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“We Hope That The State’s Glorious Past Is Quickly Brought Back”, Madras HC Dismisses Appeal For State Quota In Medical Admission

The Madras High Court on Monday upheld an order passed by a single Judge quashing the State Government’s order providing 85% quota in medical admissions for students from the State Board, leaving only 15% of the total seats for students from CBSE and other boards.

The Bench comprising Justice Nooty Ramamohana Rao and Justice M. Dhandapani dismissed the Appeal filed by the Tamil Nadu Government, holding that the G.O. perpetuated an “artificial classification” among students.

“That objective, as was noticed by us, was already achieved, when they took a common eligibility cum entrance test (NEET), their relative knowledge is tested by a common question paper and a common yardstick of evaluation. When once the relative ranking of merit is determined at the NEET, a further classification of the qualified candidates of the NEET attempted now meanders into an artificial one,” the Bench observed, directing the State Government to take necessary steps to complete the admission process, noting that it had already been delayed.

The Court pointed out that the executive power available to the State under Article 162 can be utilized subject to two legal requisites: (i) it shall not entrench upon any law made by the competent legislature, and, (ii) such power can be used for filling up the gaps, if any, by supplementing the existing legal regime, but not by supplanting the provision having effect of law.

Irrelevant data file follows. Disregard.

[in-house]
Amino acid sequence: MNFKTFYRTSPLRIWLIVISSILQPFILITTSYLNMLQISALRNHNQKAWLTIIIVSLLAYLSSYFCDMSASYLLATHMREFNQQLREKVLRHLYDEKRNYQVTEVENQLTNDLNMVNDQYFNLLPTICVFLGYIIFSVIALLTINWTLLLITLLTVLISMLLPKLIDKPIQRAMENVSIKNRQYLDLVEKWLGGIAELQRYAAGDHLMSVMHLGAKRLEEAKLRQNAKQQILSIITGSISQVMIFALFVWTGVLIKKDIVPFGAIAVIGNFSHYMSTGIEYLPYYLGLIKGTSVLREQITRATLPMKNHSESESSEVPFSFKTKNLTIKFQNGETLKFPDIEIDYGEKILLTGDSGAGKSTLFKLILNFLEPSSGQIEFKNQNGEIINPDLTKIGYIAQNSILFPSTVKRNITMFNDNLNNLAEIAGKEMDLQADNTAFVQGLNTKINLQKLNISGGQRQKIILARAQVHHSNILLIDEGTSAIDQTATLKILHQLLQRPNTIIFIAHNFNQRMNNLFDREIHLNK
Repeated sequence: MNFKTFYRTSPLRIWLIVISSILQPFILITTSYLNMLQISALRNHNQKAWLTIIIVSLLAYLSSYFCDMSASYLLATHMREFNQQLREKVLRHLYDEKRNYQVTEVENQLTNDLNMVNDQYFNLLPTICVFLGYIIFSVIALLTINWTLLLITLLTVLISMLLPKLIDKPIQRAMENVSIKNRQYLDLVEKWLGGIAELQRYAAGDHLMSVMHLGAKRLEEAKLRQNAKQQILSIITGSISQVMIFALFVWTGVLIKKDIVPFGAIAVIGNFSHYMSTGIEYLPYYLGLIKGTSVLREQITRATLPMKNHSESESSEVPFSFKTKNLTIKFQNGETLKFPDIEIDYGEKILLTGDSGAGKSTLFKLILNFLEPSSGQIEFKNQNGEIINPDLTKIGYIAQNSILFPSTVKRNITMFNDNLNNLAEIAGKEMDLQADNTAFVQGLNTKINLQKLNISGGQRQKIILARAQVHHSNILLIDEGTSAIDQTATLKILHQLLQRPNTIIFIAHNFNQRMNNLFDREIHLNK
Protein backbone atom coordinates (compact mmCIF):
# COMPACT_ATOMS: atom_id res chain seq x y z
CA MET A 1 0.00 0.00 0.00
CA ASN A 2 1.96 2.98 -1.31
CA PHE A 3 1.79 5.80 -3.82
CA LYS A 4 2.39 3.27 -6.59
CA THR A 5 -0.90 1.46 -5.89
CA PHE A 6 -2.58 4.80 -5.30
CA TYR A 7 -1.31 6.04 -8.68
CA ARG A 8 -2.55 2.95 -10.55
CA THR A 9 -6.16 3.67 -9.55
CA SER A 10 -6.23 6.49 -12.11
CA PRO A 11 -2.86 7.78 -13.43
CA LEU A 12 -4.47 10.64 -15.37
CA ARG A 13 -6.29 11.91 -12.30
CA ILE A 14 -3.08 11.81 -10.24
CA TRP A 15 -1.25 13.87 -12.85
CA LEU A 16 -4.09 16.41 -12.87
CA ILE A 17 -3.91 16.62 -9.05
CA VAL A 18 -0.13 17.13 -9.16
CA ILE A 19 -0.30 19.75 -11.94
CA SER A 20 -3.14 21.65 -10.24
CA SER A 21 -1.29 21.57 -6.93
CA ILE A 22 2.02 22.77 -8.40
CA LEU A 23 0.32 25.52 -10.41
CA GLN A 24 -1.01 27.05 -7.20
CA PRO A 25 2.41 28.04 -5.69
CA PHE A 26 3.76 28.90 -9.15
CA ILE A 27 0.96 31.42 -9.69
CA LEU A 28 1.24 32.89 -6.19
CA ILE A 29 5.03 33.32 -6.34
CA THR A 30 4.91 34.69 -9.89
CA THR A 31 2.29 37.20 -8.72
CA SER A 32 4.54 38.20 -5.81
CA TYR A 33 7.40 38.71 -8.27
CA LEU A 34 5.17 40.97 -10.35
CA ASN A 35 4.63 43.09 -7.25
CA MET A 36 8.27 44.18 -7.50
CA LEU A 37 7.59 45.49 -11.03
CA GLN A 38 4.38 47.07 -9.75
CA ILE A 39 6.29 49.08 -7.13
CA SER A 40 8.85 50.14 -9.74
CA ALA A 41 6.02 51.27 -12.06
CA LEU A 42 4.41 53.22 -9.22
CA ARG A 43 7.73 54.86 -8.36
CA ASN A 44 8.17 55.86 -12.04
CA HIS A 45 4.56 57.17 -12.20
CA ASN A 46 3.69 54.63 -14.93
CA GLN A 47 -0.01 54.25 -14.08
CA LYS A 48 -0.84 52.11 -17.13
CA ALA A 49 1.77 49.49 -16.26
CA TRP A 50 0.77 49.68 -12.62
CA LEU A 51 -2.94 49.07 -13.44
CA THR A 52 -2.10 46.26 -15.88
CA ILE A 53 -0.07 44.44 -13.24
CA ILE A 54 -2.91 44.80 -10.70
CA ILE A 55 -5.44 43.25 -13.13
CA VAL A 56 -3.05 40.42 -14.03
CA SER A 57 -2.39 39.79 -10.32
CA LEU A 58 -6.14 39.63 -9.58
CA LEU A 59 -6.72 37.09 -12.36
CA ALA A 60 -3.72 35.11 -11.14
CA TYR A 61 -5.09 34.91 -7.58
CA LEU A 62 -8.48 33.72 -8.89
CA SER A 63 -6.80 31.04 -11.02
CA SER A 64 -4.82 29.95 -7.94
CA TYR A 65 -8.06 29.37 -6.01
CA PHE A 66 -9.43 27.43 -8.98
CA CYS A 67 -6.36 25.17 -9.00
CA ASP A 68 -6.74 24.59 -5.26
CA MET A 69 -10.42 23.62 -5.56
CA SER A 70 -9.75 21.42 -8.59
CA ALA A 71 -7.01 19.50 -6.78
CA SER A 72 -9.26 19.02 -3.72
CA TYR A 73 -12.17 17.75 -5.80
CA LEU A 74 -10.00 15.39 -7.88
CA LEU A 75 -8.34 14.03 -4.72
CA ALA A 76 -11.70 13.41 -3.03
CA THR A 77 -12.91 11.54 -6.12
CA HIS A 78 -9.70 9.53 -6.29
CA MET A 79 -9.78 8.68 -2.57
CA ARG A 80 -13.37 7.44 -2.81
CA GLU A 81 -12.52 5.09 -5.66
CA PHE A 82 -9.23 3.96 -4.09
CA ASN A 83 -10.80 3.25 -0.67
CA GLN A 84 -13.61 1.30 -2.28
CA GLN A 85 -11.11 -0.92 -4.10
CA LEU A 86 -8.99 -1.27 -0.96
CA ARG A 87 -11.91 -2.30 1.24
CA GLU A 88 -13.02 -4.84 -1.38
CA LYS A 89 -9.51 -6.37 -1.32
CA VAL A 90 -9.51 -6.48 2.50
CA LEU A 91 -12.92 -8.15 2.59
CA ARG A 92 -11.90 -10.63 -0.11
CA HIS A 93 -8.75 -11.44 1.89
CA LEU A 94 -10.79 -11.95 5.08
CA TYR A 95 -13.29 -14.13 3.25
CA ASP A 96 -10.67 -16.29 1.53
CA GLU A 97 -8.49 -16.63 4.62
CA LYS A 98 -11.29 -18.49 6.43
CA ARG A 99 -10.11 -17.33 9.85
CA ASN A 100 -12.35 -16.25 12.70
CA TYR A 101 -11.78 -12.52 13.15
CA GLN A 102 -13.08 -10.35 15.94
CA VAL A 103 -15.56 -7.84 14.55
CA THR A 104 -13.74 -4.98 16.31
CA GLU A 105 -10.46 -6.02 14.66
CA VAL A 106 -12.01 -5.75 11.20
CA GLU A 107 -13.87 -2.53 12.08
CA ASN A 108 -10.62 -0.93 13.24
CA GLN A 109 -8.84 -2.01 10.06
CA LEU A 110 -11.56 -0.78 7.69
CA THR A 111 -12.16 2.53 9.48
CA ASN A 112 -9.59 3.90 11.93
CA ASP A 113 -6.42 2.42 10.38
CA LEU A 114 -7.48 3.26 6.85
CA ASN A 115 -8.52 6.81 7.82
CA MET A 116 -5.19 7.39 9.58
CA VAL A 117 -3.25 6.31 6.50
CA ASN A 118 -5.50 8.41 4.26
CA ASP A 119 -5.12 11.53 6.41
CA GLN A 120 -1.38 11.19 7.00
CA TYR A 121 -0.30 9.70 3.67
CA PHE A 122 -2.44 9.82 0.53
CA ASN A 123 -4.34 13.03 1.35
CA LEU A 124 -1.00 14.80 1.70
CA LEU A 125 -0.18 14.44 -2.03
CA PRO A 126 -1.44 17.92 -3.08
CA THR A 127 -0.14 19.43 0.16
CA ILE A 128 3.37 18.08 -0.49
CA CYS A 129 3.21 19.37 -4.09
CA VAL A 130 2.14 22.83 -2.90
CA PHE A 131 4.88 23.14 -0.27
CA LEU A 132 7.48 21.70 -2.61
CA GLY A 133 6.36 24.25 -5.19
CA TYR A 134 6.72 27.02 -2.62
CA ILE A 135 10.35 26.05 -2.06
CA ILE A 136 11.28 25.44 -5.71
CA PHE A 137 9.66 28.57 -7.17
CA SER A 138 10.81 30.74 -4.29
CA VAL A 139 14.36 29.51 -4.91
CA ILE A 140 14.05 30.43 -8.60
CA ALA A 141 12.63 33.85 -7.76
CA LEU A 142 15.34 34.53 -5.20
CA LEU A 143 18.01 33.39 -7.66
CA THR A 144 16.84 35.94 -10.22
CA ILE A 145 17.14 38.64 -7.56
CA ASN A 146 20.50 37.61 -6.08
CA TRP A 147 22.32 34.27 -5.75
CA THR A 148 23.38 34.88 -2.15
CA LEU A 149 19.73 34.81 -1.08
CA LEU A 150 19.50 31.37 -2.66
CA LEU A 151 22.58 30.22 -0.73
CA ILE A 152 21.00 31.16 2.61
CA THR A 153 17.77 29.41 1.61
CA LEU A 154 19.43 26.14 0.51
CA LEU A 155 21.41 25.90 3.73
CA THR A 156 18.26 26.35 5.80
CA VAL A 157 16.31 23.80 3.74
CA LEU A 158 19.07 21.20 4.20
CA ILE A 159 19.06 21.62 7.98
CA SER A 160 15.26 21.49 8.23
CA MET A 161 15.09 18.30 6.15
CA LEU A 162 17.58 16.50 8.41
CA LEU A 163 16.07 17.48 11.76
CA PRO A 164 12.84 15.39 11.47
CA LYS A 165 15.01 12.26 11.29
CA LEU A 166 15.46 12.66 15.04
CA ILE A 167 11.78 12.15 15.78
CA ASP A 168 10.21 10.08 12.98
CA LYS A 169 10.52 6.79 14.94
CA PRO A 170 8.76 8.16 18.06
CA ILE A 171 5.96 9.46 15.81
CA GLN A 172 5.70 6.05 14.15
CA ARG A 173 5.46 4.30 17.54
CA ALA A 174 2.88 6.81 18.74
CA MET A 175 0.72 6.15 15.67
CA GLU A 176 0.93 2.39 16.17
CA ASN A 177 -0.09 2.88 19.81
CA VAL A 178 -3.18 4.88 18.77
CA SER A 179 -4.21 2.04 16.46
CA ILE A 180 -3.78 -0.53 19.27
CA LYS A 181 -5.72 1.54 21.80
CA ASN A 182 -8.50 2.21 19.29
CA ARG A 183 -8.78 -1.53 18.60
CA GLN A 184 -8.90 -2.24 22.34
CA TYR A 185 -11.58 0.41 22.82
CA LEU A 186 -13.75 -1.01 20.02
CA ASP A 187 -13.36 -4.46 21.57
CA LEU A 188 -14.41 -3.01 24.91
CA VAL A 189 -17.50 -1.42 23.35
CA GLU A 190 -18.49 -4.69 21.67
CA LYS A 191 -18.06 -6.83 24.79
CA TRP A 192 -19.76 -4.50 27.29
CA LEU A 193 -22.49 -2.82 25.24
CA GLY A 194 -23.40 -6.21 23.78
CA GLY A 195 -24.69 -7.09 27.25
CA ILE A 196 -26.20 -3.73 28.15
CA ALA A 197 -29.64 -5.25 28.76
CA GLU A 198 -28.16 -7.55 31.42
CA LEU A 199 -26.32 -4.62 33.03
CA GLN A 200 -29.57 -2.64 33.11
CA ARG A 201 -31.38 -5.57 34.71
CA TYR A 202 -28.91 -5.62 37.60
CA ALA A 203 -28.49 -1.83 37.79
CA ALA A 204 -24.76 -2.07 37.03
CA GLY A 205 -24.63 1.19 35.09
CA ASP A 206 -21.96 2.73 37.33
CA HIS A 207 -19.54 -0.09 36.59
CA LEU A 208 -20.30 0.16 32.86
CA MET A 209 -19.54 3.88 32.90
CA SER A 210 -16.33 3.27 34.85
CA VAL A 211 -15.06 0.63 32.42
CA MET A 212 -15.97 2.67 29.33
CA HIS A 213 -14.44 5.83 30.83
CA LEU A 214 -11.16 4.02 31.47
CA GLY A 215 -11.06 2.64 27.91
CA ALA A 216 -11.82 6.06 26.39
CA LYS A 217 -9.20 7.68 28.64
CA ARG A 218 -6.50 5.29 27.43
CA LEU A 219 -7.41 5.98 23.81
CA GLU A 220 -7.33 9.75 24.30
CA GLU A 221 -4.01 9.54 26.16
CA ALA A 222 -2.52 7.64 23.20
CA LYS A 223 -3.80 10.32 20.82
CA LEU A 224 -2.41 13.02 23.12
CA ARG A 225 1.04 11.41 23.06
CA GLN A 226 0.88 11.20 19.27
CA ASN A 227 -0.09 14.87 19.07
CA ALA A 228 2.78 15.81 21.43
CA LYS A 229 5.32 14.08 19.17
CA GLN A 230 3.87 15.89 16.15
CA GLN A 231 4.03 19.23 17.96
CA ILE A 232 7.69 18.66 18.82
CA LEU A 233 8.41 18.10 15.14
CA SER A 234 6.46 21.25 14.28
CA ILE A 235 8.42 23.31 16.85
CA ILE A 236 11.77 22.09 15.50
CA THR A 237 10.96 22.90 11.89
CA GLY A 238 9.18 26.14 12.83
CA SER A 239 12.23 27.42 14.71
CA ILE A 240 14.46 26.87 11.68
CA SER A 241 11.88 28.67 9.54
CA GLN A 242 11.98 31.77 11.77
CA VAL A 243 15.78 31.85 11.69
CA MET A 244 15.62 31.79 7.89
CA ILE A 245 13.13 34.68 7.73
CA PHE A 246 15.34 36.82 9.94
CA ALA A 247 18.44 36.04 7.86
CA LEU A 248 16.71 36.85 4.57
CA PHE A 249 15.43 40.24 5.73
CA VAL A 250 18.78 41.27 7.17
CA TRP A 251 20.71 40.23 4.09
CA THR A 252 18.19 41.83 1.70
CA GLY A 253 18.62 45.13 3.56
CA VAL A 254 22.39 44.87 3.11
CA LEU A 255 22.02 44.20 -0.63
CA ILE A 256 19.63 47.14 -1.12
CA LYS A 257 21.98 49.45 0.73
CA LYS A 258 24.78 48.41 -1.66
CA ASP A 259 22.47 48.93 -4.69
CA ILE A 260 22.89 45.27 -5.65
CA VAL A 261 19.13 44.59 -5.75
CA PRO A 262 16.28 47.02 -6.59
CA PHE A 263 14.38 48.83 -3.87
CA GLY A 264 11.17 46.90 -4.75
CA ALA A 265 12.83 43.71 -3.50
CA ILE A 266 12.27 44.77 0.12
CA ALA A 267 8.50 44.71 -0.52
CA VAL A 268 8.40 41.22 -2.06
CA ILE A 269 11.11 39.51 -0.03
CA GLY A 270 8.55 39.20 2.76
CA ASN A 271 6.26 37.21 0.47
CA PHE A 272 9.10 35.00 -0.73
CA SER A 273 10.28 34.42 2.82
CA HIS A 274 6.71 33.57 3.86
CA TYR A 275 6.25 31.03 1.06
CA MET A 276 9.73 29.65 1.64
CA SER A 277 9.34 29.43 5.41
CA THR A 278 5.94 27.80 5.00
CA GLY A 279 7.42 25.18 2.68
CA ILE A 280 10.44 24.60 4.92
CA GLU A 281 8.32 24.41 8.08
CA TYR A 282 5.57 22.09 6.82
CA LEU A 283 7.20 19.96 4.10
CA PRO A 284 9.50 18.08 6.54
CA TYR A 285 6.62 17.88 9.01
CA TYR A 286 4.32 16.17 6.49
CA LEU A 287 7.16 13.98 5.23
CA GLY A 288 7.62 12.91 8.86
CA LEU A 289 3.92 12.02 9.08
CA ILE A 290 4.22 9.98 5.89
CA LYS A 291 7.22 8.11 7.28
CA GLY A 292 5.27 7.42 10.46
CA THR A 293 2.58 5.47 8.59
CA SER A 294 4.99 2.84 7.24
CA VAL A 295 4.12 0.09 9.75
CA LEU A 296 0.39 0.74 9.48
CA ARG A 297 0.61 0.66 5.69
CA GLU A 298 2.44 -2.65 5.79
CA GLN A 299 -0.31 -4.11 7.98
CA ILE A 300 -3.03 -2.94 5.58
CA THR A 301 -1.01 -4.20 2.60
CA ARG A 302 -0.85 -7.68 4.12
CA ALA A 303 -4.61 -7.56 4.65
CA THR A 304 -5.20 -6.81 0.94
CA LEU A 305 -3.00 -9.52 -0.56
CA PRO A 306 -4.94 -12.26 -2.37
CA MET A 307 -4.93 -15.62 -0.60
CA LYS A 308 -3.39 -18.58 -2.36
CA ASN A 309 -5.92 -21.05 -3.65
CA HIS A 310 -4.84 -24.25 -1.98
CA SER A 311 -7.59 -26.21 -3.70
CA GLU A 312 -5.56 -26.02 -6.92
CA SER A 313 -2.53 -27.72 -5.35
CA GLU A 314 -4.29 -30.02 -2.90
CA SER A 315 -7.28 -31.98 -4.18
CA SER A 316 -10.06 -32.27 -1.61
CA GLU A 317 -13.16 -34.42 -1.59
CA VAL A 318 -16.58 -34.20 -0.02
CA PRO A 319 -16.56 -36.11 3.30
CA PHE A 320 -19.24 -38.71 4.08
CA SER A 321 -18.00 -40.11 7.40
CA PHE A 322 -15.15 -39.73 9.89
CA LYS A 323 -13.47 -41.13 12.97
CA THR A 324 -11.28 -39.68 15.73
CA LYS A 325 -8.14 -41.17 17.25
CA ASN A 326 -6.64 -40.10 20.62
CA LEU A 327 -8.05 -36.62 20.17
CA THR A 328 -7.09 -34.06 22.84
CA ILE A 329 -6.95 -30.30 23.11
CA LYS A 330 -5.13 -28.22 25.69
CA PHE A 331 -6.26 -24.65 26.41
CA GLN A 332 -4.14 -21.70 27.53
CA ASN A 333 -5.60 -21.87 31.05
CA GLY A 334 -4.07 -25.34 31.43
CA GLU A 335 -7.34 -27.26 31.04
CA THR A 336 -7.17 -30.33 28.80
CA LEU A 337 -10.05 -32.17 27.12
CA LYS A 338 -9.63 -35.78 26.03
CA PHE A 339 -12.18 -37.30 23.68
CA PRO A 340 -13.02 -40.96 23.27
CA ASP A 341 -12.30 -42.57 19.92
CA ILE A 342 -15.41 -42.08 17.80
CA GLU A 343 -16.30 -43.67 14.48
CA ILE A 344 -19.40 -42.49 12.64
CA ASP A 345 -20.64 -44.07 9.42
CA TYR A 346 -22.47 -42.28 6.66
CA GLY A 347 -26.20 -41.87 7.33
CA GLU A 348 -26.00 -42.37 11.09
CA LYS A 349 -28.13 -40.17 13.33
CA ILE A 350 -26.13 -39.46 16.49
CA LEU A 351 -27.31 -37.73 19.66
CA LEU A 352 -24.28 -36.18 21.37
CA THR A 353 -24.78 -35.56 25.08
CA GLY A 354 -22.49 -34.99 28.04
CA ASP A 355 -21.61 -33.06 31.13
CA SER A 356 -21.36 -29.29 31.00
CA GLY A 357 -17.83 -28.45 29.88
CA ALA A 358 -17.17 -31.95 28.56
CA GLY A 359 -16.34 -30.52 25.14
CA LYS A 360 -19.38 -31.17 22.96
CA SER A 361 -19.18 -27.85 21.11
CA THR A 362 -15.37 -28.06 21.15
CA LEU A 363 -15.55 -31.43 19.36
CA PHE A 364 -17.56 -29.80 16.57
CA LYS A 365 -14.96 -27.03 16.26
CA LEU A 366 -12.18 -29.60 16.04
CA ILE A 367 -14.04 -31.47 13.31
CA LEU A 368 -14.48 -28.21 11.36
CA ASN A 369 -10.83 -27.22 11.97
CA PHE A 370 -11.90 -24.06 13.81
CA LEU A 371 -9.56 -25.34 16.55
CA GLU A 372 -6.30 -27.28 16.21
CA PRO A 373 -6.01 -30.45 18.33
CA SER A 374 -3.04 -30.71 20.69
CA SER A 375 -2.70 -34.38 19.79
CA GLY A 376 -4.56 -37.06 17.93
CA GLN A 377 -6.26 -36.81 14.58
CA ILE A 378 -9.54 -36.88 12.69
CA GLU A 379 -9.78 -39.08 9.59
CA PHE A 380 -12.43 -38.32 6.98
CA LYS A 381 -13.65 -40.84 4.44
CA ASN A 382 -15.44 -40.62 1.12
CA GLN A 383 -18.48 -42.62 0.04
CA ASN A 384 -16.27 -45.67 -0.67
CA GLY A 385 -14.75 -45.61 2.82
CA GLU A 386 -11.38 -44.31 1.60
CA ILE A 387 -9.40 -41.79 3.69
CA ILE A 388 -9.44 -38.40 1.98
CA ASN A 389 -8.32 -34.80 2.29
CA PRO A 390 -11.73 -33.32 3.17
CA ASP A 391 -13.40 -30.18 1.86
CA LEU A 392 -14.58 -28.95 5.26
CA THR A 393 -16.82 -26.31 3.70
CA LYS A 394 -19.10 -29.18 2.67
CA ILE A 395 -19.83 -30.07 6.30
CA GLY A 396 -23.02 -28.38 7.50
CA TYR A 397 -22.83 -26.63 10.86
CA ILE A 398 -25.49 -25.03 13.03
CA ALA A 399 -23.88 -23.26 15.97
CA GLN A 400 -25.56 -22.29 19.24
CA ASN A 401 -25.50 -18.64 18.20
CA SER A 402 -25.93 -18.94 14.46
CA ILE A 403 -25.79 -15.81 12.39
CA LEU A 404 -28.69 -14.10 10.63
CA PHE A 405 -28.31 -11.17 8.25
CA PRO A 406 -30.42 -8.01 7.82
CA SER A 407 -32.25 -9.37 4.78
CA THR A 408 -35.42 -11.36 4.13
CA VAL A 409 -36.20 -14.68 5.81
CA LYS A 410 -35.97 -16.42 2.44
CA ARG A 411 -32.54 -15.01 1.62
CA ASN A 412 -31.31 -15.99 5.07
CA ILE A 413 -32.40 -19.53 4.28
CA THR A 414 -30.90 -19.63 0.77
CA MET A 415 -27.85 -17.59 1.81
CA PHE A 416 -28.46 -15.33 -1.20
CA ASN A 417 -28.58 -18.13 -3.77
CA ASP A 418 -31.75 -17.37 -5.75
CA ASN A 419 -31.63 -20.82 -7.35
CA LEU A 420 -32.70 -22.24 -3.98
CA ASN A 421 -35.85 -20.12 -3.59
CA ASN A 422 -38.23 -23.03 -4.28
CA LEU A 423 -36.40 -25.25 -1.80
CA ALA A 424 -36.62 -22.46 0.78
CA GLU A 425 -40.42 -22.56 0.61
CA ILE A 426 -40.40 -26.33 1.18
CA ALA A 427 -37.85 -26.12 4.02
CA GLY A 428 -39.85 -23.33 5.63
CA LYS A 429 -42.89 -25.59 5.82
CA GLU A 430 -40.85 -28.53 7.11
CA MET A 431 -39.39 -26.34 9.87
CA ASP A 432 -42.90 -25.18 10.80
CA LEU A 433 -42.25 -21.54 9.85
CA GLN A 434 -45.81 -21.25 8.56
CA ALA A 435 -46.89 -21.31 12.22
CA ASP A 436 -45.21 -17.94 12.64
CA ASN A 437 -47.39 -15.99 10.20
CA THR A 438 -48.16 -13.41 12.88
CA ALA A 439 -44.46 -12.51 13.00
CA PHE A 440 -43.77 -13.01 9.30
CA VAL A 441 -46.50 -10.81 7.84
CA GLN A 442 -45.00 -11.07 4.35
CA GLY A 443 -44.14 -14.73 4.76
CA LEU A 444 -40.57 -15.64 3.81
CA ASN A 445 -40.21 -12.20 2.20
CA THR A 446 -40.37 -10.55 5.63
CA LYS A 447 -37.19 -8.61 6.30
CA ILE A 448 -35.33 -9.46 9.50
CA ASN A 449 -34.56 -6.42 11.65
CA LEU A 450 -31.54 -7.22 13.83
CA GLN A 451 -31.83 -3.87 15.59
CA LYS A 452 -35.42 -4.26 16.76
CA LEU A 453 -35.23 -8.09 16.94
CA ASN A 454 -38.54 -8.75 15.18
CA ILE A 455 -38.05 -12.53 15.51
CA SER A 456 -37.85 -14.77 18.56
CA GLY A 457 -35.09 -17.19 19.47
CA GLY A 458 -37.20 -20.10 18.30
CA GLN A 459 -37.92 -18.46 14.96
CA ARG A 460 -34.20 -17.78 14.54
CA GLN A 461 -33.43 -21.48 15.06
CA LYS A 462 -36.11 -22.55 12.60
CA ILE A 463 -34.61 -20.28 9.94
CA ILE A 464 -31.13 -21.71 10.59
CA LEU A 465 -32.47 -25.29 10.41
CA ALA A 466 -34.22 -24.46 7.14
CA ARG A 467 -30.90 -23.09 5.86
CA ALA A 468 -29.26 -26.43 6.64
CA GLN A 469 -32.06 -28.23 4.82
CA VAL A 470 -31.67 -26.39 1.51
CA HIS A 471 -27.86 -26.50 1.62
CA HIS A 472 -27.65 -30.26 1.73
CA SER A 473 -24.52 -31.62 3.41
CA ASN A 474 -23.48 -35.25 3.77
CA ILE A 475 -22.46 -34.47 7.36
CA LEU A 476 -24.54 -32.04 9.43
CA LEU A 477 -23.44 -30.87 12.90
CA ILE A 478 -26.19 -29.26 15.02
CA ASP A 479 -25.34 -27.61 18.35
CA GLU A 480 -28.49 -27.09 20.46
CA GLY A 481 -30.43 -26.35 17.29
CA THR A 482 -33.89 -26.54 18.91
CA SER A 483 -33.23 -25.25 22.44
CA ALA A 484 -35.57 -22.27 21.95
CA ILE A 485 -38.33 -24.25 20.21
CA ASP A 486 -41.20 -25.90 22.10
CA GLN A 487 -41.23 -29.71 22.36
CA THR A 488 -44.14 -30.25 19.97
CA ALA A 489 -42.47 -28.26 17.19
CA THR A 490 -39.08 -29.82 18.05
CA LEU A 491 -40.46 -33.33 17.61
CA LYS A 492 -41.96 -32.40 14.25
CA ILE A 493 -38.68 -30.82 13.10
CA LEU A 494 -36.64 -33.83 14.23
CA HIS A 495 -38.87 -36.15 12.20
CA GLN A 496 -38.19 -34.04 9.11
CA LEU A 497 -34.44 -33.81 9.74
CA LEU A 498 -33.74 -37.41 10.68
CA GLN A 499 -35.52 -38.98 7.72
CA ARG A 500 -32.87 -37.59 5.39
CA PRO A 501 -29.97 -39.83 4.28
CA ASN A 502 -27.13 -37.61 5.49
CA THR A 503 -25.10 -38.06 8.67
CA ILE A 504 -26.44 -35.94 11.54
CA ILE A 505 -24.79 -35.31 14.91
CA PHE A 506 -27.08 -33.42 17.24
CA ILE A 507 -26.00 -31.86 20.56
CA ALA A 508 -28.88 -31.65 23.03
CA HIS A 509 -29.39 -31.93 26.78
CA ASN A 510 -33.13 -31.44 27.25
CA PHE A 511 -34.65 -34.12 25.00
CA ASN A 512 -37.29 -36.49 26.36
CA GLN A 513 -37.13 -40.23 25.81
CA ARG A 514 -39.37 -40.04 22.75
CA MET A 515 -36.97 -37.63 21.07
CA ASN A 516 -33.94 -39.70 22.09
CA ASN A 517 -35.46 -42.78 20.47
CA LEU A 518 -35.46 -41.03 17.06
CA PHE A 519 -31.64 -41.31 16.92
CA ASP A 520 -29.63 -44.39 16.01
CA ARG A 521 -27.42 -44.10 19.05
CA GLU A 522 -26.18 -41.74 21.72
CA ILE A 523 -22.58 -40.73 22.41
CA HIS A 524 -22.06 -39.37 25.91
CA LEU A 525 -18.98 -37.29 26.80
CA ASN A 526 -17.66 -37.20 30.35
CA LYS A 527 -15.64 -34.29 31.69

It then noted that the current field was already covered by the sweep of Section 10D of the Indian Medical Council Act read with Regulation 5 (v) of the Graduate Medical Education Regulations, 1997.

The Court went on to lament the unequal distribution of infrastructural facilities across the State, observing that such lack of resources and adequate supervision has led to the “rapid fall of standards of the students”.

“This malady has to be addressed and redressed by the State Government by taking meaningful and substantive measures by creating a check on the failure of performance of duties and fixation of responsibilities on the teachers on the one hand and failure on their part to improve upon the lot of students, on the other, while, at the same time, the best amongst them should be appropriately rewarded. This apart, the State shall also endeavour to ensure that all the students get their knowledge updated by constant revision of the syllabus prescribed by the State,” the Court observed.

It further noted that the State has an obligation to ensure that a competent academic body periodically reviews the syllabus, preferably, every 3 to 5 years. Thereafter, pinning its hopes on the State, the Bench observed, “We only hope that the State Government will endeavour to ensure that the infrastructural facilities provided by them are effectively utilized for securing imparting of the latest knowledge on the subjects and it will not go a waste. We sincerely hope that the glorious past record of this State is quickly brought back.”


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